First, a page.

The spiritual journey

I’ve wanted to get religion for much of my life. I like the art and architecture, when it’s not aimed at the lowest common denominator. I appreciate the rock-solid sense of belief I’ve witnessed, as well as the incorporation of doubt amongst the most thoughtfully devout. I’ve just never felt I’m right for a godly dunking, or missing all that much in my inner spiritual life.

I came of age when a religious upbringing was a given. I went to Sunday schools in various Protestant denominations, picked up the basic stories and holidays. For a couple of years I went to elementary school in the U.K. run by the Church of England. Traveling around Europe as a kid, I grew obsessed with paintings of St. Sebastian full of arrows like some holy human porcupine.

When I got around to noticing girls in middle school, I joined our small Virginia town’s Presbyterian Church so I could impress Elaine Dameron, who would hold my hand during services. Eventually she figured out I was faking my devotion, even when it came to her. After which I read Siddhartha, learned about the Tao, tried learning the complicated poesy of Islam, and became the token goy at a growing number of friends’ Passovers and sabbath dinners.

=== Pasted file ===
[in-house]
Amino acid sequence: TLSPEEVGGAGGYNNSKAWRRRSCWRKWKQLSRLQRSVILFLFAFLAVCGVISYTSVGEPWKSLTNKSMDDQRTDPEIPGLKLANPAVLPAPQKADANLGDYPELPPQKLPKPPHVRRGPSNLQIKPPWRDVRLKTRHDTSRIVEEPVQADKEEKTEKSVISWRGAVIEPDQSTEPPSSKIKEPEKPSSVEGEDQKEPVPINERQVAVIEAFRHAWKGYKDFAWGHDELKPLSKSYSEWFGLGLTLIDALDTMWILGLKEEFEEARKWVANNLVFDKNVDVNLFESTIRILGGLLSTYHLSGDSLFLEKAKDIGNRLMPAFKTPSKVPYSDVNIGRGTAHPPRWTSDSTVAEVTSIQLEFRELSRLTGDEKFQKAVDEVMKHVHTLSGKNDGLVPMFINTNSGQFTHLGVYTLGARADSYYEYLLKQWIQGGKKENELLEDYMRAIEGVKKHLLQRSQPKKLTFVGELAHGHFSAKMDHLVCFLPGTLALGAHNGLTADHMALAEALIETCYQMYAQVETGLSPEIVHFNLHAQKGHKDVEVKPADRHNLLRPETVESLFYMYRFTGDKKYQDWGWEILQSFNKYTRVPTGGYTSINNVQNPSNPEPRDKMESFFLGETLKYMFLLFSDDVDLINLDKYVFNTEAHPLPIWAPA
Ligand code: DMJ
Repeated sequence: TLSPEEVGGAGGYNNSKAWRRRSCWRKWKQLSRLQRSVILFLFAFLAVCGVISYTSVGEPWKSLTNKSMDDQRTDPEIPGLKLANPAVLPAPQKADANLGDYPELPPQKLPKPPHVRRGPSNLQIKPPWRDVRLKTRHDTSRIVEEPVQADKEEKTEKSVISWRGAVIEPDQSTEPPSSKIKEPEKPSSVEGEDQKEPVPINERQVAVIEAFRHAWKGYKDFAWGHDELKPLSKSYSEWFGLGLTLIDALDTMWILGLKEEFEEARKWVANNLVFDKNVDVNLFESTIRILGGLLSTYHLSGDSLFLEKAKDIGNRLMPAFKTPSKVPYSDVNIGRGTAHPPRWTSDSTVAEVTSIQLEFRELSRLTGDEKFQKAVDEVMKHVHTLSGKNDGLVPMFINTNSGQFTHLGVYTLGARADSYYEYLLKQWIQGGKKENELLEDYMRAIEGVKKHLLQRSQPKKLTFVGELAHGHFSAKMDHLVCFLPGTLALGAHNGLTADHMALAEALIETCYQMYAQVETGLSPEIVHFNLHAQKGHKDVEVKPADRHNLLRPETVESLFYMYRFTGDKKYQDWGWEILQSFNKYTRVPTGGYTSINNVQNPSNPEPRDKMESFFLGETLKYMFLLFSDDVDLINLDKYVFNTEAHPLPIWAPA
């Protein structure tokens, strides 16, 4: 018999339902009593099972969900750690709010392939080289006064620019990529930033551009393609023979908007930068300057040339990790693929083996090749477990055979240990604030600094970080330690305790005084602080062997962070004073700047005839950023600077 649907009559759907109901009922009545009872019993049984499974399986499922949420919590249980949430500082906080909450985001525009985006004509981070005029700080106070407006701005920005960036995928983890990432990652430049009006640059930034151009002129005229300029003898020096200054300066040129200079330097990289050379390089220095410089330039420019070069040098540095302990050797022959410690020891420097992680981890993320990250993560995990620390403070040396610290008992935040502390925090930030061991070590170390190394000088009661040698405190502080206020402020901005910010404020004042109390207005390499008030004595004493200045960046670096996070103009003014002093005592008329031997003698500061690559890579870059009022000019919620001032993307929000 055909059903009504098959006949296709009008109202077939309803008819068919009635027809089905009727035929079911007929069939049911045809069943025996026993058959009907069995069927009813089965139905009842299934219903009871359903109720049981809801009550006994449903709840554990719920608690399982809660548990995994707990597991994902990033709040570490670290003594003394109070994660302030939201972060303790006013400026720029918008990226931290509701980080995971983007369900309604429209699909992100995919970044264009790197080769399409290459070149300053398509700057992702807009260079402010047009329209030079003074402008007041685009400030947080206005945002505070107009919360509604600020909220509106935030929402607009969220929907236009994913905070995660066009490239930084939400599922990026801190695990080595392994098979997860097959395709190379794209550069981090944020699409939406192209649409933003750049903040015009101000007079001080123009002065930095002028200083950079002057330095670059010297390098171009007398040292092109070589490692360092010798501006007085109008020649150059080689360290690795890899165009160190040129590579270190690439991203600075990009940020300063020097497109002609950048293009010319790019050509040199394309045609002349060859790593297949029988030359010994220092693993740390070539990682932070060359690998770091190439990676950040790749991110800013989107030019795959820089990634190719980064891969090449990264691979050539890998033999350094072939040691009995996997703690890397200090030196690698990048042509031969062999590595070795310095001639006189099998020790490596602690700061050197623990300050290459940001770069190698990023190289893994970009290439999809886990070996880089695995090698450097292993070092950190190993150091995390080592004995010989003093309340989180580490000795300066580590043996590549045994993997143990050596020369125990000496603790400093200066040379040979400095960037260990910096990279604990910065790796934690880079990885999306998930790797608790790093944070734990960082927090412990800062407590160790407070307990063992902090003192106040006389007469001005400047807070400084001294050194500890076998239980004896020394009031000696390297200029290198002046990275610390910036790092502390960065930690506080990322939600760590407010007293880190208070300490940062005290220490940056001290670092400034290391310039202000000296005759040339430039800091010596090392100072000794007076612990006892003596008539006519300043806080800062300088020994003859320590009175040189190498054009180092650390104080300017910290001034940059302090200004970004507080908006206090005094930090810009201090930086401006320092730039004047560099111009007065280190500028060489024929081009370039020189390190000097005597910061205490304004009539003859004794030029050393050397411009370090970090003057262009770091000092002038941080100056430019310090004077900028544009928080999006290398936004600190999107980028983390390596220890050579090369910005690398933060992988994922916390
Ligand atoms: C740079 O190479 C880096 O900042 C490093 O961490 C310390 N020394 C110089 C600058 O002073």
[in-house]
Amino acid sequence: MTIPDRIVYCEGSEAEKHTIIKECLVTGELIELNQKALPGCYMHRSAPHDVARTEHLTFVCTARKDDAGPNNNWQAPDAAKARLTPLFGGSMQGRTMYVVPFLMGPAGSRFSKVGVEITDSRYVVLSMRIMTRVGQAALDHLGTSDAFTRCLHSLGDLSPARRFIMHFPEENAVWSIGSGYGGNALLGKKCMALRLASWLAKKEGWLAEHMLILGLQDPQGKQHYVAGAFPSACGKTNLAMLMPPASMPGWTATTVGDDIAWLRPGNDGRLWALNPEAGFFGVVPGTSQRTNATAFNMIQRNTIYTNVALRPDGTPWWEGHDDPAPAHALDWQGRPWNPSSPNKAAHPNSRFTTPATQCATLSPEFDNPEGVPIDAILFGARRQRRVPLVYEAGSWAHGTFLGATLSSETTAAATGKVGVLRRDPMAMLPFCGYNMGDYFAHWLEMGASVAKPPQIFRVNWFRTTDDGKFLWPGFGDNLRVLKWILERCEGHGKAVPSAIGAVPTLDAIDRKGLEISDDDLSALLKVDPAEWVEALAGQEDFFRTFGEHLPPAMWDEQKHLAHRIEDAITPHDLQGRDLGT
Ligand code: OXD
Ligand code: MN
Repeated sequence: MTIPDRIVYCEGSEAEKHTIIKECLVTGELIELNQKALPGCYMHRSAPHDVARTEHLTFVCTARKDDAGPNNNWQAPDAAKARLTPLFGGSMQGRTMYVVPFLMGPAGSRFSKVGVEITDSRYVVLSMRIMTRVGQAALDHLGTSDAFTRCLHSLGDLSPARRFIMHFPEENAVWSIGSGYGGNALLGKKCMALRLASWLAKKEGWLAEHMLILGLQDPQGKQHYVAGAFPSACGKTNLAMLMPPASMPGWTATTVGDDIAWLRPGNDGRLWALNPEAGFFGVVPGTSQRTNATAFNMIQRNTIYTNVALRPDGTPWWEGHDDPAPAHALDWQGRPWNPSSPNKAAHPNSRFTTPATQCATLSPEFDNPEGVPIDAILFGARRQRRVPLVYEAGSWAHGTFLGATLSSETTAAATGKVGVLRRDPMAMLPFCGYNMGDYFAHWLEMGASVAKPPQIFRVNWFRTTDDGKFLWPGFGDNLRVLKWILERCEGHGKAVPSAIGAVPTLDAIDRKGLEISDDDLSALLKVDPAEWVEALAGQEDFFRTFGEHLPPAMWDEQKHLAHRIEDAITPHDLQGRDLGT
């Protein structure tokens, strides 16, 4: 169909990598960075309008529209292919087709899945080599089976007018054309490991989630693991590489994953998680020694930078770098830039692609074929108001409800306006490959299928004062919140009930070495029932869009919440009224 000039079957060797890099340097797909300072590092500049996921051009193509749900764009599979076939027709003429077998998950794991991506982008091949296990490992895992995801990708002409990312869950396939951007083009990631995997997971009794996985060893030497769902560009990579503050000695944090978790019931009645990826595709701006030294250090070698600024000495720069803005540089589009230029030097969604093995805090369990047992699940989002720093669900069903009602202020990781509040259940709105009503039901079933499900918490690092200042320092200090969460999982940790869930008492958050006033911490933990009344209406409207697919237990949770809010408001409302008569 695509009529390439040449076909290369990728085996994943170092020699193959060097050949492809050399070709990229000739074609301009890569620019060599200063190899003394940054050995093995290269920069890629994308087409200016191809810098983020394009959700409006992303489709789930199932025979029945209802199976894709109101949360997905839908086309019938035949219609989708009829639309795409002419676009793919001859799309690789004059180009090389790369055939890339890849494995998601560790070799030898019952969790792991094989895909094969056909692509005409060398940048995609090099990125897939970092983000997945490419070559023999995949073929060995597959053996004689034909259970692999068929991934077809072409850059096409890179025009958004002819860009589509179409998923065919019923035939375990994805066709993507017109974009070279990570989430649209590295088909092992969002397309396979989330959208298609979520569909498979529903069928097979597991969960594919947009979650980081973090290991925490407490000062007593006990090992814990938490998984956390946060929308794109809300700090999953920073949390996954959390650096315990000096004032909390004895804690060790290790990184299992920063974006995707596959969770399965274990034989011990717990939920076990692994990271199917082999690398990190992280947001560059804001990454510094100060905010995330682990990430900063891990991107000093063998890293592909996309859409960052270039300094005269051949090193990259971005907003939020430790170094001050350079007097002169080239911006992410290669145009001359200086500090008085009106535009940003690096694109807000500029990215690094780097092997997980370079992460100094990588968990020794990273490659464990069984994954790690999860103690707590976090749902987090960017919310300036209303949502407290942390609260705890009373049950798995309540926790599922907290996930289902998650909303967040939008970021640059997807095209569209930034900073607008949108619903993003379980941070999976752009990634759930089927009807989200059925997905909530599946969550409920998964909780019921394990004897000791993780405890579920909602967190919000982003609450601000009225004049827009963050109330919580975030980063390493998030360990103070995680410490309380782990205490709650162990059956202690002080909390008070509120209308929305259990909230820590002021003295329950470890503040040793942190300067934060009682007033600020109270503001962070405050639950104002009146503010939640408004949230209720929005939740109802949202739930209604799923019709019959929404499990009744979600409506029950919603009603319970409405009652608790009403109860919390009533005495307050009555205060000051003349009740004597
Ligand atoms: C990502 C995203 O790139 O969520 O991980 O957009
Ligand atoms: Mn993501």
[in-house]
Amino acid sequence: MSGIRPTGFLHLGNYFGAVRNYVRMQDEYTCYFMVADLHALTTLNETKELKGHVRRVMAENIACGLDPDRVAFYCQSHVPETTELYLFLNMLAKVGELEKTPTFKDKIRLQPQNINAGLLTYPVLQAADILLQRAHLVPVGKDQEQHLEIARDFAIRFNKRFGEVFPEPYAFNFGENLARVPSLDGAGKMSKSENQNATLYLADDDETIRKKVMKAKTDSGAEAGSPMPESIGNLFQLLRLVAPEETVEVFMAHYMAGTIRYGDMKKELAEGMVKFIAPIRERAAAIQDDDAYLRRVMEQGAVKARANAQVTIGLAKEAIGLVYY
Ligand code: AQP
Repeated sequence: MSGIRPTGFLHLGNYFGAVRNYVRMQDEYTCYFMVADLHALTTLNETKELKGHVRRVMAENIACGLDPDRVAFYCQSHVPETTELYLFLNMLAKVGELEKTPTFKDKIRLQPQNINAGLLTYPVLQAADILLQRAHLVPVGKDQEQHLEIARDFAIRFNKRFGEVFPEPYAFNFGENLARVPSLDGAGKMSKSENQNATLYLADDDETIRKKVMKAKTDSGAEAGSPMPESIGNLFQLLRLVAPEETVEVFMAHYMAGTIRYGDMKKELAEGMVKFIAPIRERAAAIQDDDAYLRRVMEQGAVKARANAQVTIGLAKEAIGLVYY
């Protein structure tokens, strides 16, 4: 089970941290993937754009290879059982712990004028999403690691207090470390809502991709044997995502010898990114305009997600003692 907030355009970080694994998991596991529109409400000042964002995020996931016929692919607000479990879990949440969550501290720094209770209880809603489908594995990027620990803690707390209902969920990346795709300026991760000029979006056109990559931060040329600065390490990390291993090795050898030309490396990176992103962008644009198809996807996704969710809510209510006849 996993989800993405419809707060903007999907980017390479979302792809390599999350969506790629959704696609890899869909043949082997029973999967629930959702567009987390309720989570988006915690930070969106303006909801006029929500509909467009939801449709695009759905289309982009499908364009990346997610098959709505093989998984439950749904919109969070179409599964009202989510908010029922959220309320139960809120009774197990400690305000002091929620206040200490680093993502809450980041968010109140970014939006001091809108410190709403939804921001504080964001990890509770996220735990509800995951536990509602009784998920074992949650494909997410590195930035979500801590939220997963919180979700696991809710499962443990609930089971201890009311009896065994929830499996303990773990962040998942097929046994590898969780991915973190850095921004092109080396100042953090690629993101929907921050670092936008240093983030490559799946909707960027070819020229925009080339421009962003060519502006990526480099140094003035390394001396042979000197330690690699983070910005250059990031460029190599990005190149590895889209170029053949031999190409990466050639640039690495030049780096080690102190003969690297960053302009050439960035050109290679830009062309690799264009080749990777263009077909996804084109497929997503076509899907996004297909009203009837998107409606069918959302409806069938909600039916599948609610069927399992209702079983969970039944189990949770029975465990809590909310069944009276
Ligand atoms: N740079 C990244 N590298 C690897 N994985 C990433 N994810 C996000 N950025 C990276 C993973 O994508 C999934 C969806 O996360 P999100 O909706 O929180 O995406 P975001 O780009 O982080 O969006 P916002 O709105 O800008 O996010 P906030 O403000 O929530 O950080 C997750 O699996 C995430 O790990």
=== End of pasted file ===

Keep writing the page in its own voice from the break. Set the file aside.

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An uncle who became a major force in the Southern Baptist Council was always pushing baptism. I lived in the same small city where Jerry Falwell made his mark, and chose to attend his Thomas Road Baptist Church several times in exchange for Lynchburg Mets tickets. For a while I called myself Unitarian.

During the Nineties, living alone deep in the Catskills, I decided I should give organized church-going a try. I showed up at several nice-looking older churches I’d been passing by for years, or occasionally showing movies at. The ministers each time would come up and thank me for trying them out. They could tell I was fresh, a new face among the half-dozen parishioners left.

But nothing took hold.

Eventually I started going to monasteries to write. It started with some time at the Y2K millennium in a Benedictine oasis in Quebec and built into an every-other-month habit. I got to know a Catholic abbot well enough to have long talks in his story, his Golden Lab farting on the floor between us. I’d tell him how my wife was Jewish, how I admired all religions. He’d ask what he could do to help me cross into faith.

“Father,” I told him one of the last times we spoke. “You’ve shifted me from atheism to agnosticism.”

He smiled, I think because of the progress he saw in my small steps.

I smiled, knowing that I’d gotten far enough for this lifetime. And I smile now, realizing this is a story I now return to, as I’ve done previously and again now in this column.

I guess it’s where my spiritualism is finally at.